Roullete, a French word that means little wheel, is a casino game in which players wager on the outcome of a spinning cylinder with numbered holes. The player chooses to place a bet on a single number, various groupings of numbers (such as red or black), whether the numbers are odd or even, or if they are high (19-36) or low (1-18).
In America, roulette has one of the smallest followings among casino games, drawing nowhere near the crowds that casino goers see at baccarat tables. However, it is a mainstay in European casinos, particularly those located in Monte Carlo. The game has many fanciful origin stories, including being invented by 17th-century mathematician Blaise Pascal, and having been passed to him from the Chinese.
The Roulette wheel consists of a solid wooden disk slightly convex in shape, with a metal rim surrounding the perimeter of the wheel. Thirty-six compartments, painted alternately in red and black and numbered nonconsecutively from 1 to 36, surround the central void, which is painted green on European wheels and black on American ones. A croupier spins the wheel and drops a ball into one of the numbered holes, and then announces the winning number and collects any losing bets or adds them to the casino’s income.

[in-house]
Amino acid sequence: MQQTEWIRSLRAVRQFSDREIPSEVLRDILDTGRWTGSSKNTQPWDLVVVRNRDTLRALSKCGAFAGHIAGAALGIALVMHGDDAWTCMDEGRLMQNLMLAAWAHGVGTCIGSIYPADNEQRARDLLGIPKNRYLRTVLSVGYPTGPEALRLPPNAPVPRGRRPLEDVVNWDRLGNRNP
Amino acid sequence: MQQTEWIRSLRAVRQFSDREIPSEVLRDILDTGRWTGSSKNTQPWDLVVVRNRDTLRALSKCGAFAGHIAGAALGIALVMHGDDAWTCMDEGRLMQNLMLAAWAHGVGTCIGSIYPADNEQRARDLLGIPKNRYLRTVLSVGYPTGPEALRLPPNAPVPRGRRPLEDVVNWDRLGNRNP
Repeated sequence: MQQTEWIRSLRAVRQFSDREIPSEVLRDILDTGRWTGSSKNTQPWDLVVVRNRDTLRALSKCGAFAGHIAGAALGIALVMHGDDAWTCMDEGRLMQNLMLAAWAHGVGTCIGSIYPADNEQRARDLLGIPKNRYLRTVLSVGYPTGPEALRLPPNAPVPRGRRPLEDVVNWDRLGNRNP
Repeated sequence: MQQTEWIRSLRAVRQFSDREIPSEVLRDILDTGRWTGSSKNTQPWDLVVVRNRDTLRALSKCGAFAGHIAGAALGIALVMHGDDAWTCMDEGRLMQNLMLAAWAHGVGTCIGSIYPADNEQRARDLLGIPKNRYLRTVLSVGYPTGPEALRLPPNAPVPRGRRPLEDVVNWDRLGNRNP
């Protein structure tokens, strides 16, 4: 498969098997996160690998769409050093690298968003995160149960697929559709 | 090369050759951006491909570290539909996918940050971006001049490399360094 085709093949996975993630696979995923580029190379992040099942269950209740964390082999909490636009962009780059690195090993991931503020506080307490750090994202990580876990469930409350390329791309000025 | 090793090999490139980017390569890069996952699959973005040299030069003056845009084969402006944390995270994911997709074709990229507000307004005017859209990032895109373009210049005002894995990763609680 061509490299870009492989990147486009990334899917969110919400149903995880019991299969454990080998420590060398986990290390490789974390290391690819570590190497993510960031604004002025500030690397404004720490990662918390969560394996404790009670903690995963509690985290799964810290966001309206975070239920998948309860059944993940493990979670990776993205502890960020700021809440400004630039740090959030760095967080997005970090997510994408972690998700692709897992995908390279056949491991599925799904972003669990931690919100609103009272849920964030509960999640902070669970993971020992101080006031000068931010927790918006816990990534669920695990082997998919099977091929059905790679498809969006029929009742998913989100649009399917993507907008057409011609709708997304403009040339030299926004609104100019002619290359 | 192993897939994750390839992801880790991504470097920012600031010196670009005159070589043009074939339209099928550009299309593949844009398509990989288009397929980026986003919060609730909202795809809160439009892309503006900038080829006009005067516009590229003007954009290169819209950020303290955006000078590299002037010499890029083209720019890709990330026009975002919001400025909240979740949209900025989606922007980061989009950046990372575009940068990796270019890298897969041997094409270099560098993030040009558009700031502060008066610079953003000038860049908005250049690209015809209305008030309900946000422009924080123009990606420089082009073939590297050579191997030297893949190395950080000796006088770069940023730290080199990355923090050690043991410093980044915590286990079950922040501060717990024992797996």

There are many different systems that are used to increase the odds of winning at roulette. Perhaps the most well-known is the D’Alembert System, which is based on the theory of equilibrium. The basic idea is that if you begin to see lots of one outcome, such as reds, then the opposite outcome must kick in to bring things back into balance. While this doesn’t guarantee you a win, it does make the odds of winning much more favorable than they would otherwise be.